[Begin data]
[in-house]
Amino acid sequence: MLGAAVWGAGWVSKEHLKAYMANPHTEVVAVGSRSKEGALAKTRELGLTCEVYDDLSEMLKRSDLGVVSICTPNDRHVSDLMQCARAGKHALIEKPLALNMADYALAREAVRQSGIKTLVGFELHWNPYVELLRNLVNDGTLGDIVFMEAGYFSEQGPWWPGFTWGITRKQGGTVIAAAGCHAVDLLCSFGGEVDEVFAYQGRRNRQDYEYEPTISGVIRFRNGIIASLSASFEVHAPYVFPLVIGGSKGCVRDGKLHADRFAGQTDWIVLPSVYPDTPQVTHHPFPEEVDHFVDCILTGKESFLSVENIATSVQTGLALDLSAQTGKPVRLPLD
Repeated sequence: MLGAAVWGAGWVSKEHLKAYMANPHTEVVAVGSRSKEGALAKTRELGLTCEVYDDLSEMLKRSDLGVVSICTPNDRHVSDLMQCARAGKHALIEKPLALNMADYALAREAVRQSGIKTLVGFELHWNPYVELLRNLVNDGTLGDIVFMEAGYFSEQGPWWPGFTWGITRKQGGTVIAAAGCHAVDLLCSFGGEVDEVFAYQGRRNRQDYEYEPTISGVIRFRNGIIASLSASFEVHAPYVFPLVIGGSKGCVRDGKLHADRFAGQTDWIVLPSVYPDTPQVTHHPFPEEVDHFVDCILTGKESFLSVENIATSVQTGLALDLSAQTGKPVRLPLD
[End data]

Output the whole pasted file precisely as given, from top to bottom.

[in-house]
Amino acid sequence: MLGAAVWGAGWVSKEHLKAYMANPHTEVVAVGSRSKEGALAKTRELGLTCEVYDDLSEMLKRSDLGVVSICTPNDRHVSDLMQCARAGKHALIEKPLALNMADYALAREAVRQSGIKTLVGFELHWNPYVELLRNLVNDGTLGDIVFMEAGYFSEQGPWWPGFTWGITRKQGGTVIAAAGCHAVDLLCSFGGEVDEVFAYQGRRNRQDYEYEPTISGVIRFRNGIIASLSASFEVHAPYVFPLVIGGSKGCVRDGKLHADRFAGQTDWIVLPSVYPDTPQVTHHPFPEEVDHFVDCILTGKESFLSVENIATSVQTGLALDLSAQTGKPVRLPLD
Repeated sequence: MLGAAVWGAGWVSKEHLKAYMANPHTEVVAVGSRSKEGALAKTRELGLTCEVYDDLSEMLKRSDLGVVSICTPNDRHVSDLMQCARAGKHALIEKPLALNMADYALAREAVRQSGIKTLVGFELHWNPYVELLRNLVNDGTLGDIVFMEAGYFSEQGPWWPGFTWGITRKQGGTVIAAAGCHAVDLLCSFGGEVDEVFAYQGRRNRQDYEYEPTISGVIRFRNGIIASLSASFEVHAPYVFPLVIGGSKGCVRDGKLHADRFAGQTDWIVLPSVYPDTPQVTHHPFPEEVDHFVDCILTGKESFLSVENIATSVQTGLALDLSAQTGKPVRLPLD